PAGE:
Rust Belt revives ‘Electra’



Four years ago, Robert Dennick Joki took a chance to fulfill his dreams. With a minimal cast, an empty performance space and simple black costumes, Joki began the Rust Belt Theater Company.

In May 2010, the Rust Belt Theater Company opened with the Greek tragedy “Electra” followed by the tragedies “Medea” and “Antigone.”

Since then, Joki’s Rust Belt Theater Company has established itself as a staple of Youngstown community theater, producing original works by local artists. Loyal fans of Joki’s work flock to the Calvin Center to see what new and innovative work he has created.

To celebrate the beginning of its fifth season, the Rust Belt Theater Company has chosen a revival of its first play, “Electra.”

“Electra” is based on an ancient Greek myth. Each of the ancient Greek playwrights, Sophocles, Euripides and Aeschylus, has written versions of the story. For his adaptation, Joki studied these plays and created his own.

Joki’s “Electra” stays true to the original story while giving it a modern feel. The language of his script is modern enough to make it clear and easy to understand but also formal, which gives it the feeling of taking place in an ancient time.

As with all Greek tragedies, “Electra” is full of murder, intrigue, treachery and enough family drama to make the Kardashians and all the “Real Housewives” look tame.

Simply put, Electra is a story of revenge. But revenge is never simple.

The play begins with Electra grieving her father’s death. He was Agamemnon, king of Mycenae, who defeated the Trojans in the Trojan War. Unfortunately, when he returned home, he was murdered. Electra is obsessed with avenging her father’s death, but is trapped by her family and her status as a woman.

Terri MacSkimming plays Electra with a compelling, heart-wrenching performance. She grieves almost uncontrollably; her entire body evokes her emotions. She is a visibly tortured soul.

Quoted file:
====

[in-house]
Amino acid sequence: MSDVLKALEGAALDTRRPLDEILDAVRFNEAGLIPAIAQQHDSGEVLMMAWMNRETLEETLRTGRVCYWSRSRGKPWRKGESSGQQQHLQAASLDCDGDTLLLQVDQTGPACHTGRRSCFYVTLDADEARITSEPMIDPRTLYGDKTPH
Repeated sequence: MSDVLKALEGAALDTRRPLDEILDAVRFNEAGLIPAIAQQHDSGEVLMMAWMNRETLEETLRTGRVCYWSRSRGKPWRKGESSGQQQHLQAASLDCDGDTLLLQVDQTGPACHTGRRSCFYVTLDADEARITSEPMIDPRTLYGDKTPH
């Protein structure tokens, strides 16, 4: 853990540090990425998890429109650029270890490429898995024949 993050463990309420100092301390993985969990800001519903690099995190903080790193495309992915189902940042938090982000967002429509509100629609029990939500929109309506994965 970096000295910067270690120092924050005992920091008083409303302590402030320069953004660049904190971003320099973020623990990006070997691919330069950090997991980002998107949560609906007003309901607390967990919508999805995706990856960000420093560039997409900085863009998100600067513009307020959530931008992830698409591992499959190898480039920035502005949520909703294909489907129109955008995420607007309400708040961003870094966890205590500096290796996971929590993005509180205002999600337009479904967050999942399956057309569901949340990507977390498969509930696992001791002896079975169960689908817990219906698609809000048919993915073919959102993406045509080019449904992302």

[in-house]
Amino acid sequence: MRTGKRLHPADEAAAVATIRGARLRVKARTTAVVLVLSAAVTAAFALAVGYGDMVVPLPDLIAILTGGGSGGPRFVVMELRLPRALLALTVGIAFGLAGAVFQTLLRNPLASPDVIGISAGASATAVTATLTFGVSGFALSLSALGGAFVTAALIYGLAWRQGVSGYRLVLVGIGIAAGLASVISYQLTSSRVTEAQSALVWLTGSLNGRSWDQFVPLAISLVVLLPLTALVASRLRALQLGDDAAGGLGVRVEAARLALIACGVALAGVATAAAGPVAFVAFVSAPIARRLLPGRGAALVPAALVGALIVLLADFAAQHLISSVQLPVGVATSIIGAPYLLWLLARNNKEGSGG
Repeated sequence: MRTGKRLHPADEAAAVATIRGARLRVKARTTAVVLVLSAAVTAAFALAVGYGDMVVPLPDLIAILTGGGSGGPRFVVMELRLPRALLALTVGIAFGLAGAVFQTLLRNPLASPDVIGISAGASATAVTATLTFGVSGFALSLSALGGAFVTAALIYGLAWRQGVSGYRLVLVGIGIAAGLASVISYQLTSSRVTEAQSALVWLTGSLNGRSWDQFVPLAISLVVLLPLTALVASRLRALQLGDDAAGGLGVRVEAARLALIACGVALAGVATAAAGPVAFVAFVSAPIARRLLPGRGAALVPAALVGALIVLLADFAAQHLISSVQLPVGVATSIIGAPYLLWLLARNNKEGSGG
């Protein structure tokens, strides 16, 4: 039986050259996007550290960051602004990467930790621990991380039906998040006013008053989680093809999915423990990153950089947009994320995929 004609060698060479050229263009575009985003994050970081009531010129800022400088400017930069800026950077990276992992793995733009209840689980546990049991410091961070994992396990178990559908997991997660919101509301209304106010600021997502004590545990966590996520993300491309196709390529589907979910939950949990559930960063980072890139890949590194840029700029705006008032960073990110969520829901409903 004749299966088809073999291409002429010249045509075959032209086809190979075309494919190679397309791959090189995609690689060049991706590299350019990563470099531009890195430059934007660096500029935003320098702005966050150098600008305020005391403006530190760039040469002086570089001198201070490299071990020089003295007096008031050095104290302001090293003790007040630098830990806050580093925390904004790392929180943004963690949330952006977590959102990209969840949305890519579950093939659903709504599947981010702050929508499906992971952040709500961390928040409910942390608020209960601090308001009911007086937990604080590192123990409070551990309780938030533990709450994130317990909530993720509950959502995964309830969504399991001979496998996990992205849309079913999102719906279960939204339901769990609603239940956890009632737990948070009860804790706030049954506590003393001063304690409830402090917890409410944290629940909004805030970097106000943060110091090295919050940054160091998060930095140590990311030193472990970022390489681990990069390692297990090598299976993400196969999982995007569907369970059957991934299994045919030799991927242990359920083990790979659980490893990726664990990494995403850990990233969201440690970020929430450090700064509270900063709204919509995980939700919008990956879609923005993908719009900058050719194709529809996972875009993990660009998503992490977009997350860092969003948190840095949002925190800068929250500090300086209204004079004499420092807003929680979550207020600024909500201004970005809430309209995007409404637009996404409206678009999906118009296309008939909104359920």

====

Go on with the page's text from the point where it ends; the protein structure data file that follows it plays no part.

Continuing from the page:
Electra’s sister, Chrysothemis, is played by Bernadette Lim with vulnerability and fragility as she struggles to decide where her loyalties lie. Their brother, Orestes, is played with dignity and poise by Kage Coven.

Molly Galano, gives a unnerving performance as Electra’s villainous mother, Clytemnestra. She is cold and calculating, and just when the audience feels sympathy for her, she becomes even more devious.

Mary M. James and Marisa Zamary play Paedagogus and Coryphaeus, respectively, two women who are caretakers and advisers to Electra and Orestes. James and Zamary gave polished performances with dignified delivery and regal demeanor.

David Cirelli plays a frightening Aegisthus, stepfather to Electra, while Rachel Clifford’s Iphigenia is calm and confident, and Leah Trickett’s Iphianessa is meek and quiet.

The entire cast, except MacSkimming, also makes up the Greek chorus. When they are not delivering lines as their character, they blend with the others to create a unified chorus that both narrates and interacts with Electra as a sort of conscience.

Like his script, Joki’s costume design is both modern and classic. Joki also uses masks to distinguish characters. When the actor’s mask is covering the face, he or she is part of the chorus. When the character steps out from the chorus, the mask then becomes a headpiece that reflects the character.

Electra, the character, is a force to be reckoned with. The Rust Belt Theater Company has proved that it is, too.

“Electra” continues Friday and Saturday at 8 p.m. at the Rust Belt Theater Company in the Calvin Center at 755 Mahoning Avenue in Youngstown. For reservations, call or text 330-507-2358.

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